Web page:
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Letter to the Editor - April 6

April 06, 2011

Molten a true member of the greatest generation

To the editor:

It was with great sadness that I learned of the passing of Robert P. Molten (RPM, or Mr. M, to those who knew him). I felt compelled to write this letter to share my thoughts about him with everyone.

I last spoke with Mr. M. by phone. I called in regard to a letter he wrote that was published in this paper. I wanted to thank him for writing such a timely and eloquent story, which was about his experience with registering to vote in the city of New York during the ’40s.

He had been required to take a literacy exam in order to register, and he said that he was most proud of the literacy certificate he received, and that it hung on the wall of his office to that day. I would also like to say that Mr. M. would most certainly have approved of the selection of The Women’s Club as the best place for his memorial service.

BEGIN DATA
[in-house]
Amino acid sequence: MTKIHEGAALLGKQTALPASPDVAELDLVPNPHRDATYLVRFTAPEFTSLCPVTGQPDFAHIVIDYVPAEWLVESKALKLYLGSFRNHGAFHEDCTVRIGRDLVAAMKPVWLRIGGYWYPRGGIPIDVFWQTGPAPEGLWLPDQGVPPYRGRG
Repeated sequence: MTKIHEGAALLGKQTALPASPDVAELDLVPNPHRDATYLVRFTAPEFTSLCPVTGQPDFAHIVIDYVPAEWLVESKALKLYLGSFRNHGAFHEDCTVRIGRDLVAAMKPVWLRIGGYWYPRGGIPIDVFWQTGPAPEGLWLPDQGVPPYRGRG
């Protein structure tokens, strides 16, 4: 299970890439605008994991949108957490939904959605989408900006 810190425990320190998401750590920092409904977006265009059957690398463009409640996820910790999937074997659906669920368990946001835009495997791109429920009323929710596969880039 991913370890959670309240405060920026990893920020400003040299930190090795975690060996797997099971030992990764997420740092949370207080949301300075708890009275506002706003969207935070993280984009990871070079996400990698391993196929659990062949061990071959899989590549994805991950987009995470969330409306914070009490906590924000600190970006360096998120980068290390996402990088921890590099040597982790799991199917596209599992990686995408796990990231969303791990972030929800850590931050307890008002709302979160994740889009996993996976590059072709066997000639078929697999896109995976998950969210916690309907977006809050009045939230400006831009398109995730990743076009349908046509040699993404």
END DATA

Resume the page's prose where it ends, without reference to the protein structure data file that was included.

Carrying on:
Now, this event has caused me to look back on my own life’s journey, now fairly far along, and thank God once again that I stumbled across the path of men such as Robert P. Molten, Tom Hart, and Paul Stiedings.

You see, at the time I met them I was a youngster who had a lot of ideas about how the world worked, and almost all of them were wrong.

While I learned an enormous amount about designing and building custom equipment from RPM, the lessons I learned from him about the bigger picture were even more valuable. Today I often find myself telling stories about the things he designed to my colleagues. I usually begin by sharing my favorite RPM axiom “You will never know if it is too big, or too strong.” That RPM rule has served me well for several decades.

Every Molten Mfg. project number started with the prefix GBT-, which stood for “Great Big Thing.”

One thing that Mr. M., Tom, and Paul had in common was their service to the country during WWII. If you know anything about the details of their service, than you are undoubtedly in a special inner circle, for it was rarely, if ever, mentioned by any of them. They seemed to be always looking forward, and if they were occasionally reminiscing, then it was only about the amusing things that they had done. “Greatest Generation,” I will always think of these three gentlemen when I hear that phrase.

Godspeed, Mr. M.

Stan Tissue
Keedysville

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